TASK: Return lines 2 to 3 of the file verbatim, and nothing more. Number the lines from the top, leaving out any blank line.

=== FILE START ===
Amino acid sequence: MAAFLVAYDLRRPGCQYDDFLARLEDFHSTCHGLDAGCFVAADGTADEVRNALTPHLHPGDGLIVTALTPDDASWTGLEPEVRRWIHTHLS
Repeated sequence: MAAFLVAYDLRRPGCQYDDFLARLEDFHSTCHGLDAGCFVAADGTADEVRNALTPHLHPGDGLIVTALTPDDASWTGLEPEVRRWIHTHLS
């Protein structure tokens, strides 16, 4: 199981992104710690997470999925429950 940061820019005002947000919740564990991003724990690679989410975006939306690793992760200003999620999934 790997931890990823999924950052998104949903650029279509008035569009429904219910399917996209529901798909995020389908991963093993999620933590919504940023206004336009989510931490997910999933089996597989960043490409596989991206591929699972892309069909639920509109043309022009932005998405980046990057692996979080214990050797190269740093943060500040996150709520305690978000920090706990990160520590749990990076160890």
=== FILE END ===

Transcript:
Repeated sequence: MAAFLVAYDLRRPGCQYDDFLARLEDFHSTCHGLDAGCFVAADGTADEVRNALTPHLHPGDGLIVTALTPDDASWTGLEPEVRRWIHTHLS
């Protein structure tokens, strides 16, 4: 199981992104710690997470999925429950 940061820019005002947000919740564990991003724990690679989410975006939306690793992760200003999620999934 790997931890990823999924950052998104949903650029279509008035569009429904219910399917996209529901798909995020389908991963093993999620933590919504940023206004336009989510931490997910999933089996597989960043490409596989991206591929699972892309069909639920509109043309022009932005998405980046990057692996979080214990050797190269740093943060500040996150709520305690978000920090706990990160520590749990990076160890």